To make sure you don't reach that point, here are a few things to keep in mind before you actually bring that playful ball of fur home.
Taking care of a dog is a lifetime commitment. Some breeds can live for as long as 15 years. That means 15 years of feeding, grooming, walking and running around with your dog. If these things don't mean fun to you, then it's best to cross out the idea.
Owning a dog entails serious cost. Aside from food, you also need to make sure he's healthy and well-groomed all the time. You may also need to spend a few bucks on his treats, beddings and even training.
Time is one of the most essential things both growing puppies and adult dogs need. Since your dog will generally rely on you for most of his needs, like food, exercise and grooming, you have to be constantly available to them. If you have work that eats up most of your day, then perhaps owning a dog might not work for you.
Before you get a dog, it's wise if you can assess your home first. If you live in a small apartment, getting a large breed dog might not be a good idea. It won't only compromise his health, but you'll also be putting your furniture and personal belongings at risk for irreversible damages once he gets bored.
Having a dog at home may mean a few restrictions in your social life. If you can imagine yourself going straight home after work and being fine with missed dates and gatherings, then dog ownership is right for you. There are, however, alternatives, such as dog daycare facilities and dog nannies, if leaving home is inevitable. You just have to take note that these services can also be costly.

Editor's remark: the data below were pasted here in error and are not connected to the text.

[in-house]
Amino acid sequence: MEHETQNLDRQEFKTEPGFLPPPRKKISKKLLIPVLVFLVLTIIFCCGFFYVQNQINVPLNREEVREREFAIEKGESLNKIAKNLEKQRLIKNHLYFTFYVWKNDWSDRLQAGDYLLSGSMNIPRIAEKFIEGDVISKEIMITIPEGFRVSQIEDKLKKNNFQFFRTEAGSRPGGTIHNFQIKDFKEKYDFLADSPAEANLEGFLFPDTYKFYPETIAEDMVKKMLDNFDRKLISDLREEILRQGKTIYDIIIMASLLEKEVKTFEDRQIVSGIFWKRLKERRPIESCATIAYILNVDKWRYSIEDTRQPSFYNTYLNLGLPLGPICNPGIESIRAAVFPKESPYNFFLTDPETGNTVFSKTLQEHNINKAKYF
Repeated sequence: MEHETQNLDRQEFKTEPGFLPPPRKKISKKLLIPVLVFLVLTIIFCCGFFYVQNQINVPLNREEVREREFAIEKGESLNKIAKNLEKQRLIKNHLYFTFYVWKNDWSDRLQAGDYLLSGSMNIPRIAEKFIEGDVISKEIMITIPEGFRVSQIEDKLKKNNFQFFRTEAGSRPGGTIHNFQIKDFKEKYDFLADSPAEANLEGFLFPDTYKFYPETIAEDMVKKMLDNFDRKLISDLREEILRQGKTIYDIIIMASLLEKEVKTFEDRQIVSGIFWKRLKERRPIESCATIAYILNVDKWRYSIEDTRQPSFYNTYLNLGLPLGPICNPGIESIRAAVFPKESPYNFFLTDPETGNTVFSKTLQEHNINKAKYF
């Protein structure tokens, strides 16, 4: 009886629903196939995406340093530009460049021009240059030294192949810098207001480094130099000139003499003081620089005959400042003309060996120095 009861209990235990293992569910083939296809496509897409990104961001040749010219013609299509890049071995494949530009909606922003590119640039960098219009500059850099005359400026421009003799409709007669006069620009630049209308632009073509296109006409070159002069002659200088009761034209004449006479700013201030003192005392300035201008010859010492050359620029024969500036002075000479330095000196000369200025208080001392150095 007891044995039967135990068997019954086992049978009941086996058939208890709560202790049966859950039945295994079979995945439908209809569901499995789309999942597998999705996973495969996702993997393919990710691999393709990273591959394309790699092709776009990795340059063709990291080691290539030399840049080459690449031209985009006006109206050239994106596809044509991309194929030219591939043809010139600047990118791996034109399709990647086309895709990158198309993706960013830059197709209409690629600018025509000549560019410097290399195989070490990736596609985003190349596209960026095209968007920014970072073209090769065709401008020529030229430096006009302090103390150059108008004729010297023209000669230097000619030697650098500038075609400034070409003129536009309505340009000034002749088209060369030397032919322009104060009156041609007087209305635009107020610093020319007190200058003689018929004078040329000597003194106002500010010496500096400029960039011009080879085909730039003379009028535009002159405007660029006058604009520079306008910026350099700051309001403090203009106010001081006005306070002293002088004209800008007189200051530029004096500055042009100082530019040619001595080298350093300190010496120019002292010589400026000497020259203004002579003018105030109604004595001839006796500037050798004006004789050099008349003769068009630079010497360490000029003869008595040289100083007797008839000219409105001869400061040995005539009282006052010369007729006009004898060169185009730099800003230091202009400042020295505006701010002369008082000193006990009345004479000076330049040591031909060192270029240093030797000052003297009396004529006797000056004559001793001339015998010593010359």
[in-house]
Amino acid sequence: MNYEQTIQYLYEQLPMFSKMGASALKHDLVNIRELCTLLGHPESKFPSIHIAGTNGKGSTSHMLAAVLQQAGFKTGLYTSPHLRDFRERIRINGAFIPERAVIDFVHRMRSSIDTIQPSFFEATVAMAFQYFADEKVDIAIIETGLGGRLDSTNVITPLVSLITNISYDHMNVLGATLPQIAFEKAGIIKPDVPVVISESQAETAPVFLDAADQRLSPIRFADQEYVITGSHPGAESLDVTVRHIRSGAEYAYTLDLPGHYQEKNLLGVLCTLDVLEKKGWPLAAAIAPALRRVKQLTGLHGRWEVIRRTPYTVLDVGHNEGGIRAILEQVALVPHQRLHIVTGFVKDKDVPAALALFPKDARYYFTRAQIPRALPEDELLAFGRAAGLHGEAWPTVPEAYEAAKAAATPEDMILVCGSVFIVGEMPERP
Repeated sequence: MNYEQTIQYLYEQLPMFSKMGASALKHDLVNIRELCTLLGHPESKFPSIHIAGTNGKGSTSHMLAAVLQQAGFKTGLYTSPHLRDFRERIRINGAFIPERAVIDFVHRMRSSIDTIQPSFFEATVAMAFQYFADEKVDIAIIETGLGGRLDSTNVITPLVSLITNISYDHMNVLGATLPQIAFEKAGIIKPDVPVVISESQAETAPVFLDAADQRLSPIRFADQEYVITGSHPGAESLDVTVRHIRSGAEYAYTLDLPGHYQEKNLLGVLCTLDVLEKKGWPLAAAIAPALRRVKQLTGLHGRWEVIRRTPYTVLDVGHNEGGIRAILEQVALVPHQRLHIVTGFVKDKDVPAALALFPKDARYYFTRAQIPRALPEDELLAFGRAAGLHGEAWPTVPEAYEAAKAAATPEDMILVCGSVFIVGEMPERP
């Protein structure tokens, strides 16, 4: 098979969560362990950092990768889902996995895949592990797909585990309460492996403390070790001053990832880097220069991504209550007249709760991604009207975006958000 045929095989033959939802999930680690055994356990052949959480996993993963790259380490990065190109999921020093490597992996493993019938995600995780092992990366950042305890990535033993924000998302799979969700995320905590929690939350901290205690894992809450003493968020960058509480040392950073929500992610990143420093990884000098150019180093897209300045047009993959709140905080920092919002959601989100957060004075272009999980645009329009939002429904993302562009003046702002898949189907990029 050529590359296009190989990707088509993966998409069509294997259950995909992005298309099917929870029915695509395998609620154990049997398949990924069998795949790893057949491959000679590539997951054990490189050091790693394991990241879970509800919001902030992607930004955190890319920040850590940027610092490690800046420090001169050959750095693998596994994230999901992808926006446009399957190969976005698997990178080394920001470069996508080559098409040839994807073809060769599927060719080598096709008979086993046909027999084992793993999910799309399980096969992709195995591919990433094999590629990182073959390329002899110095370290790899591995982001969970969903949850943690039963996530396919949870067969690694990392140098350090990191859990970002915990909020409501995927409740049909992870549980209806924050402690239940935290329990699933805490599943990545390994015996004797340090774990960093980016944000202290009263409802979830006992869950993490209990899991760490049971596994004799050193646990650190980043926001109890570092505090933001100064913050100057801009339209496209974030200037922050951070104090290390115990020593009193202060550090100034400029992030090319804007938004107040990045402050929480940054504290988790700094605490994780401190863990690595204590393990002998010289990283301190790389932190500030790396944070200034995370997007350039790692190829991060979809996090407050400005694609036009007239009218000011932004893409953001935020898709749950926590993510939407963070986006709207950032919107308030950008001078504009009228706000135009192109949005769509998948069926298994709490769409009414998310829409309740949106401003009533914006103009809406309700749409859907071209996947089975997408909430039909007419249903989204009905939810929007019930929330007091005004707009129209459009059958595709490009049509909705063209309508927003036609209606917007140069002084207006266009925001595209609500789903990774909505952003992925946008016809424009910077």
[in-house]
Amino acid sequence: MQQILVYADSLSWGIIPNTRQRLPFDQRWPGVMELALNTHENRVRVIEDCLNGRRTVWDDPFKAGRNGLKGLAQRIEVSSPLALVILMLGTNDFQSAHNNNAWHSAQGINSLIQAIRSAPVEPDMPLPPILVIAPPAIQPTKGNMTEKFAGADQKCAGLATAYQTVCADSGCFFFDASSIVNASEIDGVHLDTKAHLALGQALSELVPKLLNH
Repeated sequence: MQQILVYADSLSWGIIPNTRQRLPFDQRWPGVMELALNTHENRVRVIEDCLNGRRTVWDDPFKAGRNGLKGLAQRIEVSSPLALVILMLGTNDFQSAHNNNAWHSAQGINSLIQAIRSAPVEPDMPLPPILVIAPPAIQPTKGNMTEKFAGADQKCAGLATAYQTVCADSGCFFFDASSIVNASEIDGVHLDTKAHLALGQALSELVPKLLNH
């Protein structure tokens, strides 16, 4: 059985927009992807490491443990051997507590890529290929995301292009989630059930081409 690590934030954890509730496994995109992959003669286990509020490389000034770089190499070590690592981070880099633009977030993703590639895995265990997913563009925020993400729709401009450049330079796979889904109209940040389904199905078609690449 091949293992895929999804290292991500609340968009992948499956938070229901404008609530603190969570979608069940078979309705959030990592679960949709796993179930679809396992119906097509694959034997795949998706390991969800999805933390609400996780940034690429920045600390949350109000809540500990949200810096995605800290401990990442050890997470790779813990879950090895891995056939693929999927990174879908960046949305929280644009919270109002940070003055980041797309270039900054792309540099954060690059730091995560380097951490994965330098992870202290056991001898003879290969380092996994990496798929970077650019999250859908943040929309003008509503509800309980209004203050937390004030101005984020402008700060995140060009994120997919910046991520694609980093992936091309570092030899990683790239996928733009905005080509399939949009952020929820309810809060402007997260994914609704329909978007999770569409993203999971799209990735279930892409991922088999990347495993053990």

Take time to really know what breed fits your home and your personality. Dogs differ in traits and characteristics. Some dogs may prefer lying around all day while there are dogs, such as those hunting breeds, that tend to wander around the neighborhood.
7. Is my family ready for a dog?Dogs can take up a lot of space and energy at home. In case you aren't living alone, make sure to ask everyone's opinion first. If there's someone in the family who isn't really up to the idea of having a dog running around, it can cause relationship problems.
Adoption has its own pros and cons. For one, adoption gives a dog a new chance at living. However, since he has his own history, you have to be prepared to adjust or control his issues. In case you decide to get your dog from a local breeder, make sure the breeder has high quality standards in breeding and isn't a backyard puppy miller.
Climate isn’t necessarily a strict factor that can prevent you from getting a dog. However as certain dogs, particularly small breeds are at an increased risk for heat stroke, you may want to consider how warm or cold it is in your place.
There could be a number of reasons why you want to get a dog. It could be for security, companionship or even for therapeutic benefits. Knowing and understanding your reasons can help you narrow down your choices while increasing your chances of finding the right fit.
Are you ready to get a dog? What other considerations do you have in mind?